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The Journal of the Rhodesia Study Circle - Issue No. 153
1990, BCA overprint with N.E. Rhodesia postmarks 1893–1900:
At the Leamington Spa event I showed some 16 pages of stamps and postmarks of the very early days of N.E. Rhodesia. I was then asked to write up what I had said, for the Conference Journal. What follows is my attempt to do what I was asked, but I am rather reluctant because so much remains to be discovered and I feel other members may well know more than I do. Comments through the Journal will be very welcome.
This study concerns some six different postmarks, and two different sorts of stamps. Of the six postmarks, there are the "B.C.A." (for British Central Africa) postmarks, 1, 3, 4, 5 and 6. Of these "B.C.A. 1” has the letter F for Fife and possibly L for Rhodesia, and as there are no dates on the stamps, these postmarks are of no use in the present study. Much the same applies to "B.C.A. 4”, which has numbers in a vertical oval shape. These numbers were 859 Fort Rosebery, 871 Abercorn, 860 Abercorn, Rhodesia and Tanganyika and probably 869 Kalungwisi. Again they give no help over dates. There remain the postmark "B.C.A. 3”, used at Katwe, Rhodesia and Tanganyika, of which I have only seen Tanganyika; "B.C.A. 5” used at Abercorn, Fife, Fort Rosebery and Johnston Falls, of which I have only seen the first two, and "B.C.A. 5z” used at Fife, Kalungwisi and Rhodesia of which I have only seen Rhodesia.
The two different types of stamps are the "B.C.A." overprints and the B.S.A.Co. (British South Africa Company) stamps without "B.C.A." The "B.C.A." overprints are only found in Stanley Gibbons catalogues under Nyasaland and not under Northern Rhodesia, though they were used in all the above-named stations.
L.H. Gann, the historian of Northern Rhodesia, gives the following history of the N.E. Rhodesia early stations. "In 1890 Richard Crawshay was sent to Lake Mweru to build a station where the Chiengi stream enters the lake, for the purpose of opening up trade to the Katanga and preventing encroachments from the Belgians; this was known by its native name of Mputa and was abandoned in 1891. In 1892 Alfred Sharpe sent Kydd and Bainbridge to build another station and they built a fort at the point where the old road to Kazembe crossed the Kalungwishi. They called this Rhodesia but the name was later changed to Kalungwishi. In 1893 Hugh Charlie Marshall, another Protectorate official, was despatched to the Tanganyika plateau, and instructed by Johnston to make his headquarters at Zombe, which was to be renamed Abercorn, the name originally given to the promised administrative station at the south end of Lake Tanganyika, the existing post of that name being near Zombe and belonging to the African Lakes Company. Marshall's sole resources consisted of a small detachment of Indian soldiers, together with a supply of postal and revenue stamps. Another station was Ikawa, known from 1898 as Fife, the original Fife lying somewhat further to the north and first having been set up as a station of the African Lakes Company. (When I visited Ikawa in the nineteen-forties, there were only the graves of two early officials there, whereas at Fife there were the remains of houses and offices. It appears that the name Fife was used at two different places, a few miles apart).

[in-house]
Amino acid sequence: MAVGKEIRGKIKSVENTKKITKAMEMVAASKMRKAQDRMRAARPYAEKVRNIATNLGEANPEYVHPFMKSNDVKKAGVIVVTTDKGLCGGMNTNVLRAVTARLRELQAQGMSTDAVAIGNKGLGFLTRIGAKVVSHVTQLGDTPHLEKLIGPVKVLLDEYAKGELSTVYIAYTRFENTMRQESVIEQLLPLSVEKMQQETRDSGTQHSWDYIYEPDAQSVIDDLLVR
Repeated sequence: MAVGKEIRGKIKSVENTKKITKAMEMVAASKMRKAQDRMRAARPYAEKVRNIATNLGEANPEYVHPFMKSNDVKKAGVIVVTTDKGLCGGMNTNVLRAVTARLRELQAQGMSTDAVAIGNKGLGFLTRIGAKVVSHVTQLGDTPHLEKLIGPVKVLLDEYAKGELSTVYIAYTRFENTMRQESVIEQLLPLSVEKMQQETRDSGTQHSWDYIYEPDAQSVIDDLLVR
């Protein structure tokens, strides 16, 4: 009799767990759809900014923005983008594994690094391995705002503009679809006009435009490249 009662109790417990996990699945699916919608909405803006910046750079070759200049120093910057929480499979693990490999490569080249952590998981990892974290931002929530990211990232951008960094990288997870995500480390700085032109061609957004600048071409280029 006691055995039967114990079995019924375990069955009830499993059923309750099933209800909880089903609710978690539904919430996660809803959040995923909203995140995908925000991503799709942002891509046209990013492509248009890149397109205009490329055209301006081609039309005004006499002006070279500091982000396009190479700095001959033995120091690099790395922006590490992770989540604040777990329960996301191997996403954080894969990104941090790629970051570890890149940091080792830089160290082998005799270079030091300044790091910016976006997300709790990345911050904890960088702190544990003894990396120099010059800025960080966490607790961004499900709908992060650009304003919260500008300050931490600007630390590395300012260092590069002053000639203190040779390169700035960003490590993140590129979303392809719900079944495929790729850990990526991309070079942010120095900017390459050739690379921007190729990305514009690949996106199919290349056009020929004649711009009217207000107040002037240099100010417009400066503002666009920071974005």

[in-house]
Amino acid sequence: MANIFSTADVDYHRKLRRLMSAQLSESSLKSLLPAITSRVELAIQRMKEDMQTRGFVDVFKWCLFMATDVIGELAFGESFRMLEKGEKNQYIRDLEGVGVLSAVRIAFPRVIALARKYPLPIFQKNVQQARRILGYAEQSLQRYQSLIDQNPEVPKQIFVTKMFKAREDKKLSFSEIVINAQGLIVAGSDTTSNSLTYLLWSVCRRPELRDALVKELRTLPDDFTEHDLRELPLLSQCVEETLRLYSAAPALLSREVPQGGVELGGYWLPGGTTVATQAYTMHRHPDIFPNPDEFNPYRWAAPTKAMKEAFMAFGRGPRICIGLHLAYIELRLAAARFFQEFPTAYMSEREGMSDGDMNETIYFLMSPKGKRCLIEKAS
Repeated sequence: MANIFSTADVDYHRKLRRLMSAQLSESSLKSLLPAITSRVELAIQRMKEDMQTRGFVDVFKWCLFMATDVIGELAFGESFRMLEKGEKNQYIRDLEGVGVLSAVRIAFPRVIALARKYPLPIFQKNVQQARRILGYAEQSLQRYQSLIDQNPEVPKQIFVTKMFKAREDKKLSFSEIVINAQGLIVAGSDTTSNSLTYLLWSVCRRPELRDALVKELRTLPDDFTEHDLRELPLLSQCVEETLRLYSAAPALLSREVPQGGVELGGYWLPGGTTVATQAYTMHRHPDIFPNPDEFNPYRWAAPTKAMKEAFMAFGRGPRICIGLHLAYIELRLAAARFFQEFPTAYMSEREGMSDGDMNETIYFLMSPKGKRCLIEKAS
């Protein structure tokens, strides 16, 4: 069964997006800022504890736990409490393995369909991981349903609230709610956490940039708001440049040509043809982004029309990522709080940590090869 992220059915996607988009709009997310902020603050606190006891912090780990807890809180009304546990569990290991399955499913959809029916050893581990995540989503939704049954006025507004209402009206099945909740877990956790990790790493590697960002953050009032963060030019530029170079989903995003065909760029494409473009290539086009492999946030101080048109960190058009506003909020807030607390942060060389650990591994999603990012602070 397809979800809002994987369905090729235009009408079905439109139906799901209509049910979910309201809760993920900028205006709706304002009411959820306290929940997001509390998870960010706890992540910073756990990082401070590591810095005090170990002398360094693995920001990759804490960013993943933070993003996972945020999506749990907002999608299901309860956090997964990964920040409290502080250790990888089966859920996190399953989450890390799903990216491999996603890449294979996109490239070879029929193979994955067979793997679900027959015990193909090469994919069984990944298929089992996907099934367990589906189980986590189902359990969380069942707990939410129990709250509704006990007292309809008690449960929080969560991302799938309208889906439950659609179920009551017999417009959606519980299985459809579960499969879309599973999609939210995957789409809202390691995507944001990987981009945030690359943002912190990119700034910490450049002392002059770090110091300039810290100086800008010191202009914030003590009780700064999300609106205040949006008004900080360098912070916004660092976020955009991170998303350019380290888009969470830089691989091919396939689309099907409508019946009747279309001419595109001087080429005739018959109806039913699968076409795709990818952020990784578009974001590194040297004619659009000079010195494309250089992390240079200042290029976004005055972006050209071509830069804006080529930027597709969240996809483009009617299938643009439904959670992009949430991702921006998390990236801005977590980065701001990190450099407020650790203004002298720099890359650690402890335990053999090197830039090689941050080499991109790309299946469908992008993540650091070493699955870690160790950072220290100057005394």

I know of no evidence that postmarks were used in this area before late 1893. With respect I do not agree with the conclusion of Hal Hoyte in "North of the Zambesi" under Abercorn in which, after quoting a letter from S.P. French, P.M.G. at Cape Town, to the Secretary of the B.S.A.Co. dated 5.6.93, giving a full list of offices in "B.C.A." including Tanganyika but not Abercorn, he concludes "It is therefore probable that the Tanganyika date stamp was used at Zombe before 1893". As Marshall was sent up with postal and revenue stamps I think it much more likely that he was sent up with the canceller for Tanganyika, which would have had to be ordered from Cape Town or London, and the ordering would be known to French who would therefore have included Tanganyika in his list of "B.C.A." post offices. If anyone can produce a postmark dated before 1893 I shall be proved wrong.
My assumption is that the first postmark used in N.E. Rhodesia was that for Tanganyika. Having arrived there, with instructions to start postal services, Marshall would have had to decide where to put other post offices and then arrange for cancellers to be provided for them. It seems obvious that the first stamps used were "B.C.A." overprints.